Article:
IOC meets to vote on reforms

When the International Olympic Committee executive board met last December in Lausanne, the organization was thrown into turmoil by the biggest corruption scandal in its 105-year history.

When the International Olympic Committee executive board met last December in Lausanne, the organization was thrown into turmoil by the biggest corruption scandal in its 105-year history.

A year later, the IOC opens meetings Wednesday with the focus on enacting a package of scandal-driven reforms and bringing the crisis to a symbolic close.

"The crisis ends when we adopt the reforms," IOC vice president Dick Pound said in an interview. "It's all over but the shooting. We've just got to close the circle."

IOC president Juan Antonio Samaranch is urging committee members to put aside individual interests and approve the reforms for a greater cause.

"The crisis that we have experienced this year has been far more serious than we could have imagined," he said in a letter to all members, a copy of which was obtained by The Associated Press. "To begin the new millennium in the best conditions, the IOC must reform and adapt its structures.

"The whole world is watching us, and expecting resolute action from us which will show that we know how to place the common good above the preservation of particular prerogatives. While we are masters of our own organization, we cannot ignore world-wide opinion."

The 50 proposed reforms will be reviewed by the executive board during its three-day meeting before being submitted to the full IOC for approval Saturday and Sunday.

The meetings will conclude a year to the day after senior IOC executive board member Marc Hodler made allegations of systematic corruption in the host city bidding and selection process.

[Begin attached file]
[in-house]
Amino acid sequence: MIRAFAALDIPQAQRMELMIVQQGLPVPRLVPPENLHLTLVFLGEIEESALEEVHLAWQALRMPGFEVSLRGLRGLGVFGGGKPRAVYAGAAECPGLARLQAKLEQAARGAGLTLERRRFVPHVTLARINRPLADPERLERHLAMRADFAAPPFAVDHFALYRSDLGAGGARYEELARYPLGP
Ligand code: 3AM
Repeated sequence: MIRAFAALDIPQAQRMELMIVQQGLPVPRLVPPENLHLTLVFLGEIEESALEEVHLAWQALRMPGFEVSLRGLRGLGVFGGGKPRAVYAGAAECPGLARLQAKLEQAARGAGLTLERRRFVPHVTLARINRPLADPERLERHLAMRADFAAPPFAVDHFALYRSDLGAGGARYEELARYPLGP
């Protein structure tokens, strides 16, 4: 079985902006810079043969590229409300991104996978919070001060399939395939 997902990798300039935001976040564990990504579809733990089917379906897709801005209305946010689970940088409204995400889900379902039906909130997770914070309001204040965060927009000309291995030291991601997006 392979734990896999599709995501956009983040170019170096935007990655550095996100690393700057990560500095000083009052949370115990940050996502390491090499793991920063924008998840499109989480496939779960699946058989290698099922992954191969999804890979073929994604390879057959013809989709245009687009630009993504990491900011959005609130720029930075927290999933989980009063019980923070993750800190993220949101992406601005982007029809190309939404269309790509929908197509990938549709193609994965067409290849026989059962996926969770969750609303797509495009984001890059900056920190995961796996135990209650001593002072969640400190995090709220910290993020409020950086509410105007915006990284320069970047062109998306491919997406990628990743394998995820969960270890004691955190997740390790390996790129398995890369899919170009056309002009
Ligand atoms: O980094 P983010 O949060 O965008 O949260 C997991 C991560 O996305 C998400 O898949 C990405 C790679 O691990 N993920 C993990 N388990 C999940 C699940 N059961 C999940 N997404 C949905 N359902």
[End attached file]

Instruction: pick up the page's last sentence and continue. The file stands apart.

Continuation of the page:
Hodler's allegations came shortly after the disclosure of improprieties in Salt Lake City's successful bid for the 2002 Winter Games.

Investigations showed that Salt Lake bidders showered more than dlrs 1.2 million in cash, scholarships, gifts, travel, medical care and other inducements on IOC members and their families.

The scandal prompted the expulsion of six IOC members and the resignation of four others, led to the resignations of Salt Lake's top two Olympic officials, and resulted in criminal charges against two people so far.

The IOC has taken a series of steps in a bid to repair its image and credibility. It set up an ethics commission, became more open and transparent, offered to be governed by an international anti-bribery treaty and used a special commission - with Henry Kissinger among its members - to draw up a series of wide-ranging reforms.

The reforms are intended to make the IOC younger, more modern, more democratic, more representative and less susceptible to corruption.

The proposals include:

The inclusion of 15 active athletes on an IOC that will have a maximum of 115 members. Athletes will be represented on the executive board.

An age limit of 70 (current members will still be covered by the 80 limit).

A screening and nomination process for IOC members.

Renewable, eightyear terms for members.

A term limit for IOC presidents (either one eightterm, or with the possibility of a second term of four or eight years)

National Olympic committees to be wholly responsible for Olympic bids.

Introduction of bid acceptance procedure, requiring prospective candidate cities to meet minimum standards.

Member visits to bid cities either prohibited or restricted, pending permission of executive board, to trips organized and paid for by IOC.

Top IOC officials say the crisis provided the impetus for the IOC to modernize itself.

"It has given us an opportunity to accomplish in the course of one year what would have taken decades," Pound said.

Approval of the reforms is considered a vital test by the IOC's critics in the United States.

The White House deems it "absolutely critical" for the IOC to enact the reforms, said Mickey Ibarra, an assistant to President Clinton for intergovernmental affairs.

On Dec. 15, Samaranch is to appear in Washington before the House subcommittee on oversight and investigations to explain the reforms. Congressional leaders have threatened to cut off American corporate and television support for the IOC if lasting reforms aren't adopted.

In a sign of change, Salt Lake and Sydney organizers will stay at home this week and make their progress reports to the executive board by video conference rather than travel to Lausanne as customary.

The IOC headquarters, meanwhile, will be closed to reporters during the excecutive board meeting. The decision, officially due to a shortage of space, ensures there will be no repeat of last year's scenes when Hodler made his bribery allegations in a series of impromptu news conferences in the IOC's marble lobby.

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